Stop downloading (most) security apps

Today ESET researchers showed us how most popular security apps are scams. That's a harsh reality – but it's real. The vast majority of highly-downloaded, downloaded en masse apps made for "security" aren't providing security at all. What they're providing instead is a whole lot of advertisements and what ESET describes as "pseudo-security." It's a real mess.

A total of 35 massively popular security apps were recently flagged by the team at ESET and reported to Google. All 35 were taken down from the Google Play app store. Yes, if you were wondering, ESET investigated Android apps this time around – but the lesson is just as applicable to iOS apps.

While there ARE good security apps out there, they're not easy to find. This is because the way app stores – all app stores – operate today, malicious app-makers can easily game the system. Using bots to positively review their apps, they're able to take the place of good security apps with relative impunity.

Instead of relying on an app store to provide results for what we might search for: "Security app," for example, rely on external reviews from your favorite news source. I'm not suggesting you, for example, just search for "SlashGear security apps review" – search the web. I'm not trying to get you to trust SlashGear and dismiss every other tech blog.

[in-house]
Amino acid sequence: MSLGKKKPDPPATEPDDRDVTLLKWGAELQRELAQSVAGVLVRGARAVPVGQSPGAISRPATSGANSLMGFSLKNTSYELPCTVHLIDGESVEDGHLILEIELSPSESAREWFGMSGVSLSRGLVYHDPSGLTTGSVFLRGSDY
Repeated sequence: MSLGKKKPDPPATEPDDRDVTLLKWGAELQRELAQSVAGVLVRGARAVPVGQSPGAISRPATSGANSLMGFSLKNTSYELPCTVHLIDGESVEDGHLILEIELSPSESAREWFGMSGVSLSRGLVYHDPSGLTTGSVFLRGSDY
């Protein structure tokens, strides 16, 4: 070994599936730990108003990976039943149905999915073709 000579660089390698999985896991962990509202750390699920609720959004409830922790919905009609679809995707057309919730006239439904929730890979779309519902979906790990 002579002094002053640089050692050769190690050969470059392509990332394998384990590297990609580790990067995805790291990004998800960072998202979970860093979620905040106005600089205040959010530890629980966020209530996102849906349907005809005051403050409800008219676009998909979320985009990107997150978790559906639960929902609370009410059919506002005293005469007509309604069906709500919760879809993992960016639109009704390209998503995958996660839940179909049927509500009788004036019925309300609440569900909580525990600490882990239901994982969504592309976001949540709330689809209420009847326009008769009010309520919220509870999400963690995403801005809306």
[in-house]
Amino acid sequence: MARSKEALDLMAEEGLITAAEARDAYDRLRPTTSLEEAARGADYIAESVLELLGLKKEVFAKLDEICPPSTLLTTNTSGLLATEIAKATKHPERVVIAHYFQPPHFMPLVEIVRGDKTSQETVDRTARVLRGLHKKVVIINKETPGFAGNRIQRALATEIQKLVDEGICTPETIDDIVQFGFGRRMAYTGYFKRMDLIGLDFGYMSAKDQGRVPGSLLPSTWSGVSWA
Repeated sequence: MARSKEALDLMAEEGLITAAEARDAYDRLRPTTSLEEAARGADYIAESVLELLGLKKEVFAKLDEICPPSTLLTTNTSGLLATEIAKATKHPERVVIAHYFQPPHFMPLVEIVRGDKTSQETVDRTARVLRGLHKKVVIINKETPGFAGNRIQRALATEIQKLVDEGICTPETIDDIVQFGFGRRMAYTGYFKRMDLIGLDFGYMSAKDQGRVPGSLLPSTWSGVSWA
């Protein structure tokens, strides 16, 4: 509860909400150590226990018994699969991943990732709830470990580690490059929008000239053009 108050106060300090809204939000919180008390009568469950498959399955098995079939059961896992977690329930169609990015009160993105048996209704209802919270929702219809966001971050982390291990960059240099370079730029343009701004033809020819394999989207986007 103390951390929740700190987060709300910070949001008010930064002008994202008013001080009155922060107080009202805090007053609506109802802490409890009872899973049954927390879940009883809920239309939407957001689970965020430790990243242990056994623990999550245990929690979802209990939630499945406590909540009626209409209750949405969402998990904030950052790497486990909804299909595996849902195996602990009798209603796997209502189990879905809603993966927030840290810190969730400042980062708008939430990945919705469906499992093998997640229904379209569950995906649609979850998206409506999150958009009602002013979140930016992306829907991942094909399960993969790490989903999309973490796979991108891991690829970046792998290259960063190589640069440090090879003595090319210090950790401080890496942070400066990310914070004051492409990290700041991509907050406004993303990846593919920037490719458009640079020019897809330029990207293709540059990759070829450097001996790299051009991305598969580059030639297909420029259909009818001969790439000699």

"Instead of shady apps with flashy names and icons and outlandish, unsubstantiated promises, seek a reputable security solution," said ESET researcher Lukas Stefanko. "And which one to choose? An independent test by a well-respected testing organization might help."

Trust your favorite tech blog to do the work they're here to do. Real humans doing real reviews of products. We're here to help, and I implore you to trust what we stand behind. Go forth and research before you download – it'll save you from potential headaches in the near future.